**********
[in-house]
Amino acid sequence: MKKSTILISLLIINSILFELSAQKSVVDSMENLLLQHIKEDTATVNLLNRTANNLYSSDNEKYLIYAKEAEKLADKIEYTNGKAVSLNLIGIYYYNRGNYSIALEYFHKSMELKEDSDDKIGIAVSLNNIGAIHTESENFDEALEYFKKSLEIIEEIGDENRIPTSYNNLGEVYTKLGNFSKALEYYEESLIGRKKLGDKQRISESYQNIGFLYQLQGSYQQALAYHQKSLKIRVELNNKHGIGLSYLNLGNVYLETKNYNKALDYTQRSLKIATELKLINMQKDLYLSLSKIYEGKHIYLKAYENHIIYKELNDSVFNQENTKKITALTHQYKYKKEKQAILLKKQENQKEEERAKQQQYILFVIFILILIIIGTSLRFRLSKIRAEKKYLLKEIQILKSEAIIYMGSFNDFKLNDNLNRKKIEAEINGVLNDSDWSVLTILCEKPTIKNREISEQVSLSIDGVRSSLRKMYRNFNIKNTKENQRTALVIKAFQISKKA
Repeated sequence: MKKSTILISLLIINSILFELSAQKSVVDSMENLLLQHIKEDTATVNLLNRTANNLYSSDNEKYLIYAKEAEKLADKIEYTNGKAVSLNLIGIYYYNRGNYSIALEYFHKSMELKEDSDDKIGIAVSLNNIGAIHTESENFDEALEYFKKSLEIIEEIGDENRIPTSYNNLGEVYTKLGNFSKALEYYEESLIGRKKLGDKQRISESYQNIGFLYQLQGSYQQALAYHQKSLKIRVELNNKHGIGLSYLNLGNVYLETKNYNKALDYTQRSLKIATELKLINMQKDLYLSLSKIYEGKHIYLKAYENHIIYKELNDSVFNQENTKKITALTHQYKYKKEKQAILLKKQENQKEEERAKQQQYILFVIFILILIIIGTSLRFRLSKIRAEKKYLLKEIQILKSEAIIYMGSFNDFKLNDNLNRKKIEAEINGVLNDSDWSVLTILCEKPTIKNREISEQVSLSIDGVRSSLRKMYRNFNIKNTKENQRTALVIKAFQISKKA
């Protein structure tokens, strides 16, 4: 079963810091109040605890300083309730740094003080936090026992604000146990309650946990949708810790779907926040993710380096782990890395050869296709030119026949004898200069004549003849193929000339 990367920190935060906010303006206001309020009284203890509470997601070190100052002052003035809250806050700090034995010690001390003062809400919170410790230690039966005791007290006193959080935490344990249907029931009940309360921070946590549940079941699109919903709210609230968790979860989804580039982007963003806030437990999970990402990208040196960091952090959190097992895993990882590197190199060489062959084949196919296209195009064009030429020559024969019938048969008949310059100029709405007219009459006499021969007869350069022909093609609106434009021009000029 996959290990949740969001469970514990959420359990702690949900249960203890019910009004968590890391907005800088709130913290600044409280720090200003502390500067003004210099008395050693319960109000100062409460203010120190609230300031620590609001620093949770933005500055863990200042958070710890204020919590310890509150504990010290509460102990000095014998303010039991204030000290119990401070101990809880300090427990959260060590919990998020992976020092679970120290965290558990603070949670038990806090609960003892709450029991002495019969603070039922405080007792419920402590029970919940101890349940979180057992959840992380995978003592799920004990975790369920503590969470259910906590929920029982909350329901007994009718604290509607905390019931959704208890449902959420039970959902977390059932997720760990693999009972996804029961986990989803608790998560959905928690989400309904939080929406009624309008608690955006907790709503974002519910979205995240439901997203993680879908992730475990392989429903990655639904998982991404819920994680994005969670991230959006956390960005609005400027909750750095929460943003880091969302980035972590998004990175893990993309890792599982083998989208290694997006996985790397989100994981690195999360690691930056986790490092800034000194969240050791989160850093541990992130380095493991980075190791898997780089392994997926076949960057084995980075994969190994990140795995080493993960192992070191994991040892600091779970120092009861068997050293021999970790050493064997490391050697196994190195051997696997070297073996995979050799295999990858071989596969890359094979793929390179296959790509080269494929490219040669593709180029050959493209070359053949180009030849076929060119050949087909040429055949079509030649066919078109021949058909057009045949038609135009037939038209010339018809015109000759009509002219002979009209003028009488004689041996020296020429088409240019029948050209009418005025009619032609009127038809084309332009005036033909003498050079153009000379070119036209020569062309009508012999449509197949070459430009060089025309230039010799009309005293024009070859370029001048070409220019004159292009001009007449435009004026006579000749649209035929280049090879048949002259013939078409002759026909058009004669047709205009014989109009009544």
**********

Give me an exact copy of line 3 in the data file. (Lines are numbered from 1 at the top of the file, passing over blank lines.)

Repeated sequence: MKKSTILISLLIINSILFELSAQKSVVDSMENLLLQHIKEDTATVNLLNRTANNLYSSDNEKYLIYAKEAEKLADKIEYTNGKAVSLNLIGIYYYNRGNYSIALEYFHKSMELKEDSDDKIGIAVSLNNIGAIHTESENFDEALEYFKKSLEIIEEIGDENRIPTSYNNLGEVYTKLGNFSKALEYYEESLIGRKKLGDKQRISESYQNIGFLYQLQGSYQQALAYHQKSLKIRVELNNKHGIGLSYLNLGNVYLETKNYNKALDYTQRSLKIATELKLINMQKDLYLSLSKIYEGKHIYLKAYENHIIYKELNDSVFNQENTKKITALTHQYKYKKEKQAILLKKQENQKEEERAKQQQYILFVIFILILIIIGTSLRFRLSKIRAEKKYLLKEIQILKSEAIIYMGSFNDFKLNDNLNRKKIEAEINGVLNDSDWSVLTILCEKPTIKNREISEQVSLSIDGVRSSLRKMYRNFNIKNTKENQRTALVIKAFQISKKA